BASHing things up

Posted: 2009-11-24 01:20:23 by Alasdair Keyes

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Anyone who uses Linux will most likely be familiar with BASH the Bourne Again SHell. Although on the whole it is fantastic out of the box and requires no customisation to be useful, however there are a few tiny things that niggle at me which I have finally looked into sorting, so I thought I might share...

If you work as part of a team to administer servers, you will no doubt have found that BASH's standard history logging can be a bit lacking. If two people are logged in under the same user (such as root), you will find that whoever logs out last will have their history added to the ~/.bash_history file, the user to log out first has their changes wiped out... this is because when you logout BASH saves your history completely over-writing the file. This can be a great pain especially when you need to log back in and look at what you did. To change this set the following in your ~/.bashrc, which tells BASH to append your changes instead of completely overwrite. Be warned, you will have to keep an eye on the size of your history file,

shopt -s histappend

The second annoyance I has is that if your network connection to the remote machine died or the box froze/rebooted then your last bash session's history would not be saved as it only saves on logout. To get BASH to save instantly, add the following

PROMPT_COMMAND='history -a'

I hope this helps those with similar issues.


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cpan2rpm

Posted: 2009-09-12 18:46:56 by Alasdair Keyes

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When developing new applications, I often find that I make use of CPAN (Comprehensive Perl Archive Network) http://search.cpan.org and use modules in applications that I write.

The standard way of installing modules is by using cpan from the command line

# cpan -i Perl::Module

This is fine when installing the module on just one server, but if you have a cluster or the module needs to be distributed to other machines, running cpan on each is time consuming and difficult to script, especially if the module needs to be installed automatically on newly built machines.

The answer for this is cpan2rpm, it holds no suprises, it takes an module from CPAN and builds an RPM for it, you can then add the RPM to a YUM repository.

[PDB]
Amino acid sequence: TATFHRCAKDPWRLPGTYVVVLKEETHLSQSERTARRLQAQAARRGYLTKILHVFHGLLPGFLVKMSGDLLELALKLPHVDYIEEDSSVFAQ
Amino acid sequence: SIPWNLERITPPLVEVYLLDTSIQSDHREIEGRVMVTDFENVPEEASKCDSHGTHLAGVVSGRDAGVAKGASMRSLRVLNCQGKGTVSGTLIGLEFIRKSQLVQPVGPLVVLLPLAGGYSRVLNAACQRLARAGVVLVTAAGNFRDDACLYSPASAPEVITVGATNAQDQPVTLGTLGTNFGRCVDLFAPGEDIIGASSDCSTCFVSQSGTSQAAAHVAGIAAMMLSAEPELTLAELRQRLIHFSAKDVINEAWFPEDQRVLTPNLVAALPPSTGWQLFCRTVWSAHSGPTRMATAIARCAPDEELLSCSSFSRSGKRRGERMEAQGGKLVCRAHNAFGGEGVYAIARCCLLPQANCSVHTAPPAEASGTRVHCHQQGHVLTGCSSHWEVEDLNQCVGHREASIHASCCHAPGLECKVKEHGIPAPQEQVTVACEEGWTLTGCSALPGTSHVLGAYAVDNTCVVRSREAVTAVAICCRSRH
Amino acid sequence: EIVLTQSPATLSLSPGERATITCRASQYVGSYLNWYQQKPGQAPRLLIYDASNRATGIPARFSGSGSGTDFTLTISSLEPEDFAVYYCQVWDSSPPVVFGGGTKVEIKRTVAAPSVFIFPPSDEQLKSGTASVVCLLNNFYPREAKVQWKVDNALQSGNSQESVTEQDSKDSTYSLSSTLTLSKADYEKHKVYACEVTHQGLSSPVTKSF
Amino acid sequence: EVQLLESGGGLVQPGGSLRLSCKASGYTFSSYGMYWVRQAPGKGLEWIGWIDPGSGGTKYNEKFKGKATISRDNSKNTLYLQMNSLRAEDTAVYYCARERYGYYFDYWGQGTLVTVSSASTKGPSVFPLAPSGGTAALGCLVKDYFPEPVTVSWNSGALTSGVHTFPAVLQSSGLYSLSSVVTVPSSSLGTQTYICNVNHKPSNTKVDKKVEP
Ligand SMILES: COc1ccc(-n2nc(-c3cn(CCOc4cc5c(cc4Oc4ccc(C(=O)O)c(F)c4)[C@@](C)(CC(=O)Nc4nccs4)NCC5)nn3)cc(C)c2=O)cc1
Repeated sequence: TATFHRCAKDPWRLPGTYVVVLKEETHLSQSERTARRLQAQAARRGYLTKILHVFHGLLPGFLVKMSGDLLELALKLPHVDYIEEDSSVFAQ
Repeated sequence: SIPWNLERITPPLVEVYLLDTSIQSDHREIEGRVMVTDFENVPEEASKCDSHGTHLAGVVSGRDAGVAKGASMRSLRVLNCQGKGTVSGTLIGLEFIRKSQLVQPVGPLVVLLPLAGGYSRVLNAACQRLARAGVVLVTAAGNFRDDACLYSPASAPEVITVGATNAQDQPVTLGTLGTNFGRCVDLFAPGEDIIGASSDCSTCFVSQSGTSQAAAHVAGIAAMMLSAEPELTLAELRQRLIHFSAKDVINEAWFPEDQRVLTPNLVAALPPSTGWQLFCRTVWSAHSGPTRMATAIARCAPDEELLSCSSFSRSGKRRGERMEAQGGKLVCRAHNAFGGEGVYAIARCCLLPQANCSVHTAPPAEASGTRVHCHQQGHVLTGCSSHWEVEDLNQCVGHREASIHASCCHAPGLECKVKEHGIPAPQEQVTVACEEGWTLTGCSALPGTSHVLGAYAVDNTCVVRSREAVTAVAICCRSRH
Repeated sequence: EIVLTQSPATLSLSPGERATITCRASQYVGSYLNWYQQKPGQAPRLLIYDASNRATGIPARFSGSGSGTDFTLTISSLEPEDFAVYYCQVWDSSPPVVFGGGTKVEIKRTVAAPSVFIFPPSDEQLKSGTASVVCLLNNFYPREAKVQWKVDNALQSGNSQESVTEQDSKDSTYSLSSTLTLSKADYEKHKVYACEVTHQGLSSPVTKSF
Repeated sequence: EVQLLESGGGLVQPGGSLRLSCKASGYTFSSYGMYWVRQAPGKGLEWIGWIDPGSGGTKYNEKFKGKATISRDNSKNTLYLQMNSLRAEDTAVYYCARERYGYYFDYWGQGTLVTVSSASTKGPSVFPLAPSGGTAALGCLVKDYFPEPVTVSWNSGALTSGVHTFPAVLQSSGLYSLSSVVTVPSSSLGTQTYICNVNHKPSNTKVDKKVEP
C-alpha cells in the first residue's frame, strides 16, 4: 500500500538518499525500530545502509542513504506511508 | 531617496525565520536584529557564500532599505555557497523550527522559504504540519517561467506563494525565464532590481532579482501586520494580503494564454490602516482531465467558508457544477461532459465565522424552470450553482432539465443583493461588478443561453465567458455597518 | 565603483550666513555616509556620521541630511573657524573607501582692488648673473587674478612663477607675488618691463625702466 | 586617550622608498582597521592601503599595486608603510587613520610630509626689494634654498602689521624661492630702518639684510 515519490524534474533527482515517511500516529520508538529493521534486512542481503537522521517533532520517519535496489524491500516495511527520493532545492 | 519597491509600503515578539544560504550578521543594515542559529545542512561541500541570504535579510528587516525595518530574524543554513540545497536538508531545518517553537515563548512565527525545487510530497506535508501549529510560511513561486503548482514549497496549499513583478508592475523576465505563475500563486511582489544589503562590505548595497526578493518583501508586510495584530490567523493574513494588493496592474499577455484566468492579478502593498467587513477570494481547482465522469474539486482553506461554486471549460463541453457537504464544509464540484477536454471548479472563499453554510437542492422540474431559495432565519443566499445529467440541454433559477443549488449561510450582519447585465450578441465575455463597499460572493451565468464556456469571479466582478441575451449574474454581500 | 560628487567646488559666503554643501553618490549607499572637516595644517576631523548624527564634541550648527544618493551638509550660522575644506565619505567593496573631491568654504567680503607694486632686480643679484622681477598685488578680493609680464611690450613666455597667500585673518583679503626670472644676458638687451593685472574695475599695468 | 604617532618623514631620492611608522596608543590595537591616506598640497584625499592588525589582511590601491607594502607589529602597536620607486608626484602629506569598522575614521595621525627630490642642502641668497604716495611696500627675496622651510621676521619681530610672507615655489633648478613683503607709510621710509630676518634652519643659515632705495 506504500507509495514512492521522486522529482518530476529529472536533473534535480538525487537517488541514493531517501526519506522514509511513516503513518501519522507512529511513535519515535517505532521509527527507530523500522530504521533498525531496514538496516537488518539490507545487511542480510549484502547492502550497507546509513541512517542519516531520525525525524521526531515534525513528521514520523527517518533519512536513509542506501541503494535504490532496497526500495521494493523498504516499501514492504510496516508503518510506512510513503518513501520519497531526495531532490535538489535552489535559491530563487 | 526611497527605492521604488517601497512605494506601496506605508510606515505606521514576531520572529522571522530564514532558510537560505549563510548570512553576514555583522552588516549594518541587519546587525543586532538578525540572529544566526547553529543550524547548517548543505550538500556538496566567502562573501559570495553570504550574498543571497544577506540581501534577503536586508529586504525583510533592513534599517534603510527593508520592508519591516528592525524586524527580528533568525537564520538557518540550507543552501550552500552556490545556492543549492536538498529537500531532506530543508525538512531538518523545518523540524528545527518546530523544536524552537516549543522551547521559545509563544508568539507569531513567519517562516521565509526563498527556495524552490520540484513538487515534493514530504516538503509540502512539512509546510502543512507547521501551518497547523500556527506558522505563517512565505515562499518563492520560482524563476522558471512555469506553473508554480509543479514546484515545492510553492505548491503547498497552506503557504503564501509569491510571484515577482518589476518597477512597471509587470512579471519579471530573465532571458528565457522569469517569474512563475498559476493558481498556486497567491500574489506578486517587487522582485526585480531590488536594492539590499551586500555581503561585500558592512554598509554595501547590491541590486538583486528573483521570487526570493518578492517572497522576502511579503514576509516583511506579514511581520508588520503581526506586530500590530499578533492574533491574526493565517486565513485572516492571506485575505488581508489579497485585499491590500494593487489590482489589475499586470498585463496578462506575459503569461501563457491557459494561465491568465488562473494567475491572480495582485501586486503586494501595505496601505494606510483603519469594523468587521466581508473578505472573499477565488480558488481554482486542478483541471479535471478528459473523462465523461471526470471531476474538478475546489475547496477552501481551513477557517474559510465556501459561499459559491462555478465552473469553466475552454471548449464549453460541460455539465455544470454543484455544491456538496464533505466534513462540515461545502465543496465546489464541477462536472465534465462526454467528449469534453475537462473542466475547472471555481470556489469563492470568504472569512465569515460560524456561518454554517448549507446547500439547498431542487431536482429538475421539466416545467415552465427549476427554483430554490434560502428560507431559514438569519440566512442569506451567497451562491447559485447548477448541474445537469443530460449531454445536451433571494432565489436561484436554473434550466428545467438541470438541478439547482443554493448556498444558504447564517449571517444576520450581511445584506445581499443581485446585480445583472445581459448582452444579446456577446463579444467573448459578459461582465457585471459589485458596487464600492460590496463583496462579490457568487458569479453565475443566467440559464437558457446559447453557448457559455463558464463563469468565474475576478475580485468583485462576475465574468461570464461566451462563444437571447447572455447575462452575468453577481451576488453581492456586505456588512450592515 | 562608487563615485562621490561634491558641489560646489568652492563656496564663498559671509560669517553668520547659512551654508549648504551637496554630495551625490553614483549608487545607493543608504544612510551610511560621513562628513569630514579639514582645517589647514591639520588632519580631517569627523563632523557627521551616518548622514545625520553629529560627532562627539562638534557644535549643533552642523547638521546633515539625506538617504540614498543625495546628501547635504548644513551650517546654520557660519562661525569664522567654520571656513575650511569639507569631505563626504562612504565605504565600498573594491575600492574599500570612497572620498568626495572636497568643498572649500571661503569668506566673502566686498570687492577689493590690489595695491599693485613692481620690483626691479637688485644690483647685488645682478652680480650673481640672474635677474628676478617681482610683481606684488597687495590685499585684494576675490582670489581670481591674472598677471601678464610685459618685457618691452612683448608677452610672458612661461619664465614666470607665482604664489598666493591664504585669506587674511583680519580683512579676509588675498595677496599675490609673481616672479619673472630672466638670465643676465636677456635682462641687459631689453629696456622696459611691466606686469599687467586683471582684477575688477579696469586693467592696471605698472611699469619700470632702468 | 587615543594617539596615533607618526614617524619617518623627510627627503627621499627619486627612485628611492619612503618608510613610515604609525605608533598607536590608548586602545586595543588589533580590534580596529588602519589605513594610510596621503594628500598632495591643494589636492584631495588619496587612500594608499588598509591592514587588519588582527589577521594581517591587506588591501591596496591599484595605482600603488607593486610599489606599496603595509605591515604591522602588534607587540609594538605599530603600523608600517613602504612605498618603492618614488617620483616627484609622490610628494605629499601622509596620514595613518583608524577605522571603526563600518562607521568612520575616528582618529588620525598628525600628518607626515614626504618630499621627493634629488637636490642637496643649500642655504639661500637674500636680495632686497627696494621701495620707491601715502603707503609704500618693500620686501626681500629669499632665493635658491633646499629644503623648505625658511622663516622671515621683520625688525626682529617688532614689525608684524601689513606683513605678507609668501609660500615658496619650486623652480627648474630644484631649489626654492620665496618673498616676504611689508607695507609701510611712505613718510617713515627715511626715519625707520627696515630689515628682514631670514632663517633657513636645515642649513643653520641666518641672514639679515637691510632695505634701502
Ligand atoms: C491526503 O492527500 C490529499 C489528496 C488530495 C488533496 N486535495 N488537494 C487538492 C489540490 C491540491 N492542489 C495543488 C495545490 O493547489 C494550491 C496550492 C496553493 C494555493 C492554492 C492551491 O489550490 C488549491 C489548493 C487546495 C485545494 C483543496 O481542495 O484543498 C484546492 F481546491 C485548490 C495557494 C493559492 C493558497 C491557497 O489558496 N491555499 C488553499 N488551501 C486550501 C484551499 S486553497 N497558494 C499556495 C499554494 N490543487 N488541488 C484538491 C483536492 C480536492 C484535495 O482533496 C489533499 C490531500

Download it here http://sourceforge.net/projects/cpan2rpm/ I'm going with the RPM as it makes installation so much easier

It has a number of dependencies, mostly perl modules, but also rpm-build, so make sure you have that installed

# wget http://sourceforge.net/projects/cpan2rpm/files/cpan2rpm/2.027/cpan2rpm-2.027-1.noarch.rpm/download
# yum install rpm-build
# rpm -ivh cpan2rpm-2.027-1.noarch.rpm

There are many options for it, you can add author information and also sign the generated RPM, but for simple use that's not necessary, something as simple as

# cpan2rpm --no-sign Perl::Module
-- cpan2rpm - Ver: 2.027 --
Upgrade check
Fetch: HTTP

-- module: Perl::Module --
Found perl-module-1.00.tar.gz
...
...
...
+ exit 0
RPM: /usr/src/redhat/RPMS/noarch/perl-Perl-Module-1.00.noarch.rpm
SRPM: /usr/src/redhat/SRPMS/perl-Perl-Module-1.00.src.rpm
-- Done --
[1]+  Terminated              perl_module

You can then install the RPM on your machine

# rpm -ivh usr/src/redhat/RPMS/noarch/perl-Perl-Module-1.00.noarch.rpm


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/etc/shadow hash generation in shell

Posted: 2009-08-17 17:25:51 by Alasdair Keyes

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I've been playing about with system templating recently, configuring a base Linux system then allowing it to be customised for future roll-out without starting the machine up. I found the following little trick to generating password hashes as they appear within the /etc/shadow file. It uses the mkpasswd binary, there are many ways to generate the hash which use openssl and various password apps, but this was the most simple I came across.

I don't believe mkpasswd is in the CentOS yum repo, but is available in Ubuntu's apt repo (apt-get install mkpasswd).

MD5 hashed passwords as found as default on Redhat/CentOS systems

# mkpasswd -m md5 password saltsalt
$1$saltsalt$qjXMvbEw8oaL.CzflDtaK/

SHA512 hashed passwords as found on Ubuntu

# mkpasswd -m sha-512 password saltsaltsaltsalt
$6$saltsaltsaltsalt$bcXJ8qxwY5sQ4v8MTl.0B1jeZ0z0JlA9jjmbUoCJZ.1wYXiLTU.q2ILyrDJLm890lyfuF7sWAeli0yjOyFPkf0


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